You know when you hear that phrase and you immediately recognize who is playing it? You have heard it so many times that you have no doubts about it.
Some drummers have a lot of them and some have none, but signature licks are fascinating. They are one of the ways we can use to define our style, and I think that in a world where many musicians tend to sound alike it’s important to learn from the masters what it means to develop at least one signature lick.
How do we do it? Well, it’s quite simple: repetition. We pick an idea and practice it over and over, use it in a million different ways, personalize it (both in terms of style and sound), and we keep doing it until one day that lick has become uniquely ours.
Actually for many of us there’s no need to force it, as we naturally tend to develop phrases that we like and play them often.
However, consciously working out a few licks may be a good way to further shape our style and add one more element to our own voice.
So why don’t we study a bunch of them from the absolute best? I’ve collected a few of the signature phrases I’ve learned over the years from these exceptional musicians:
– Steve Gadd
– Dave Weckl
– Gregg Bissonette
– Steve Smith
– Manu Katchè
– Keith Carlock
– Benny Greb
– Larnell Lewis
– Mark Guiliana
– Marco Minnemann
– Mike Portnoy
Here is the PDF with the transcriptions:
You can click on each example to go to the related video demo. Or you can watch the quick 3 minute YouTube clip by clicking HERE.
Each lick is shown in a specific version: the notes are placed on a certain subdivision and orchestrated on toms and cymbals in a particular way. That’s the starting point.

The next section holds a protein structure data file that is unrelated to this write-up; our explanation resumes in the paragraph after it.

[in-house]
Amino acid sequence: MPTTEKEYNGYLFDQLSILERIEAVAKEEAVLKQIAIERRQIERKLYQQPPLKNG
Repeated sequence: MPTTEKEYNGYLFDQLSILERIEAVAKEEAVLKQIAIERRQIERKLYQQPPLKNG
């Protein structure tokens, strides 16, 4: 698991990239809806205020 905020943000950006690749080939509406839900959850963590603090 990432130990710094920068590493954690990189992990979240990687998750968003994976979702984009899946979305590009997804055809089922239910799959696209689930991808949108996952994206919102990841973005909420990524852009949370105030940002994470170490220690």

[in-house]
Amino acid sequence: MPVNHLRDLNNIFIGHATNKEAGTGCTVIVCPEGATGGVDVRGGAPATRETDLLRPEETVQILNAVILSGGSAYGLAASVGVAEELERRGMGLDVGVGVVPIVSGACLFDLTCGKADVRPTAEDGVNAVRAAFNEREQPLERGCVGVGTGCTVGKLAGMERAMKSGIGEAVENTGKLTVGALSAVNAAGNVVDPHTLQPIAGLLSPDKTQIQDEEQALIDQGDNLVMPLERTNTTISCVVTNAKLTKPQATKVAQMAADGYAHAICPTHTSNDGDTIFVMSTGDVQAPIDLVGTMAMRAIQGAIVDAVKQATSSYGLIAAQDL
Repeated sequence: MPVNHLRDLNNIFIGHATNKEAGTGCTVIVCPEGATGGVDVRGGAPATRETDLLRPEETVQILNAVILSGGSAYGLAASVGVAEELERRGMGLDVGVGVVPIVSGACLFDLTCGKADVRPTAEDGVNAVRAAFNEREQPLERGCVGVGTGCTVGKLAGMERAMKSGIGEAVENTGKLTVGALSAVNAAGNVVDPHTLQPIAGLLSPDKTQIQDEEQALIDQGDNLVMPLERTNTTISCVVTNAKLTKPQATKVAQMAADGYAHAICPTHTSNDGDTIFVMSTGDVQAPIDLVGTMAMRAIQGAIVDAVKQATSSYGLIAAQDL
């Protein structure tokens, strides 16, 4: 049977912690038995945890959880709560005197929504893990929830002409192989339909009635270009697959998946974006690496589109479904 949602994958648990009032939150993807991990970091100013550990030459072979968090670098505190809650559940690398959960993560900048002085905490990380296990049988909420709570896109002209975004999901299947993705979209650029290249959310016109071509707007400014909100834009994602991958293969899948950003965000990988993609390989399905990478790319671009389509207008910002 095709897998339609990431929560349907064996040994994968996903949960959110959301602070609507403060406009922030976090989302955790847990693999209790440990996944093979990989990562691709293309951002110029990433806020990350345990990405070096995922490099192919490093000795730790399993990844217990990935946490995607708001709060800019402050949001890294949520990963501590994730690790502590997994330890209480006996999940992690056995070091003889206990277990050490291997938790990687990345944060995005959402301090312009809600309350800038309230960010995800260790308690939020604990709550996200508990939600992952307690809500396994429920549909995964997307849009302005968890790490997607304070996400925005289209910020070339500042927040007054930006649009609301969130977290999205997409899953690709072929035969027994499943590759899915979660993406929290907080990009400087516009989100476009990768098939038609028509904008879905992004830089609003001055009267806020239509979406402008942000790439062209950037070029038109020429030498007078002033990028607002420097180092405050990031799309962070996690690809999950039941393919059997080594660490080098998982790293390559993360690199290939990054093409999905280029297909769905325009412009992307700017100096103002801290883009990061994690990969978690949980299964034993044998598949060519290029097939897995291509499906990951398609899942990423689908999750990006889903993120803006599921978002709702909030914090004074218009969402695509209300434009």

Then the approach all great players use is to take the phrase/cell/sticking (which remains the same and is the actual lick) and use it in a multitude of combinations. So it’s a good idea to study first the underlying sticking, rudiment or hand/foot combination, then practice the transcribed example and lastly explore different solutions, based both on variations we heard the drummer in question play and also on our style.
In fact, ultimately the goal is not to become clones of other drummers, but to study the greats in order to get inspired to develop our own ideas and variations.
Of course the risk of overdoing stuff like this is always around the corner, but if we strike the right balance we can really make a statement. As usual, once we have worked them out, we let the music dictate when it’s appropriate to use these ideas.
These phrases are often performed very fast. However in the video demonstrations I’ve decided to play everything at average tempos, as a compromise to allow for both visual learning (therefore not too fast), and also auditory learning (therefore not too slow). I tried to make sure the musical meaning of what is being played is clear, while at the same time you can visually understand what’s going on.
If you are interested in this kind of studies, in Drum Chops Mastery you will find transcriptions of 50 of the greatest drummers of all time, as part of a complete course designed to help you master your soloing skills.
Click here for a free excerpt and the full list of drummers analyzed:
Drum Chops Mastery – Free Excerpt